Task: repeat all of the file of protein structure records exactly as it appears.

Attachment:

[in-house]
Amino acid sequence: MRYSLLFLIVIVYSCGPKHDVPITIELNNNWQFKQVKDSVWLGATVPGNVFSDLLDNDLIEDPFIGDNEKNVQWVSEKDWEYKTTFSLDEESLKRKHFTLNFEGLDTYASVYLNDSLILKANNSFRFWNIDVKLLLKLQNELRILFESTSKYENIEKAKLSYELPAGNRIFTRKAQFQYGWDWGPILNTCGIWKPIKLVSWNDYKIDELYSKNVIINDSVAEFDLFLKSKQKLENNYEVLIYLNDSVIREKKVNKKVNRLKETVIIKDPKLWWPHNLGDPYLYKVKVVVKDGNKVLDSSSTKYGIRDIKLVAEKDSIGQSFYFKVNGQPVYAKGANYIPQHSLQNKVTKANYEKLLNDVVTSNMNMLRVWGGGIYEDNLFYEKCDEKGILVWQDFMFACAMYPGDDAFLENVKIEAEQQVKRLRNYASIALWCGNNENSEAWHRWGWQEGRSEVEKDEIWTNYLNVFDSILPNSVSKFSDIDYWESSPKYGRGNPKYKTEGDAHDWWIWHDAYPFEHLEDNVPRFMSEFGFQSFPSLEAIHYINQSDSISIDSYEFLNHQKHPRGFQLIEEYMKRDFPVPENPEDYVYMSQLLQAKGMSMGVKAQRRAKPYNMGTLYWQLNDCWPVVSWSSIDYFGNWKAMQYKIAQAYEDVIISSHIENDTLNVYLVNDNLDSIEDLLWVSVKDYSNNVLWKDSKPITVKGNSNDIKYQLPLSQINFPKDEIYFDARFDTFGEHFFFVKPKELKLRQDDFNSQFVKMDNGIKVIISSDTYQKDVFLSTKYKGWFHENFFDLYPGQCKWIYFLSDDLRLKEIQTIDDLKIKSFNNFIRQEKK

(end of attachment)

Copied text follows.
[in-house]
Amino acid sequence: MRYSLLFLIVIVYSCGPKHDVPITIELNNNWQFKQVKDSVWLGATVPGNVFSDLLDNDLIEDPFIGDNEKNVQWVSEKDWEYKTTFSLDEESLKRKHFTLNFEGLDTYASVYLNDSLILKANNSFRFWNIDVKLLLKLQNELRILFESTSKYENIEKAKLSYELPAGNRIFTRKAQFQYGWDWGPILNTCGIWKPIKLVSWNDYKIDELYSKNVIINDSVAEFDLFLKSKQKLENNYEVLIYLNDSVIREKKVNKKVNRLKETVIIKDPKLWWPHNLGDPYLYKVKVVVKDGNKVLDSSSTKYGIRDIKLVAEKDSIGQSFYFKVNGQPVYAKGANYIPQHSLQNKVTKANYEKLLNDVVTSNMNMLRVWGGGIYEDNLFYEKCDEKGILVWQDFMFACAMYPGDDAFLENVKIEAEQQVKRLRNYASIALWCGNNENSEAWHRWGWQEGRSEVEKDEIWTNYLNVFDSILPNSVSKFSDIDYWESSPKYGRGNPKYKTEGDAHDWWIWHDAYPFEHLEDNVPRFMSEFGFQSFPSLEAIHYINQSDSISIDSYEFLNHQKHPRGFQLIEEYMKRDFPVPENPEDYVYMSQLLQAKGMSMGVKAQRRAKPYNMGTLYWQLNDCWPVVSWSSIDYFGNWKAMQYKIAQAYEDVIISSHIENDTLNVYLVNDNLDSIEDLLWVSVKDYSNNVLWKDSKPITVKGNSNDIKYQLPLSQINFPKDEIYFDARFDTFGEHFFFVKPKELKLRQDDFNSQFVKMDNGIKVIISSDTYQKDVFLSTKYKGWFHENFFDLYPGQCKWIYFLSDDLRLKEIQTIDDLKIKSFNNFIRQEKK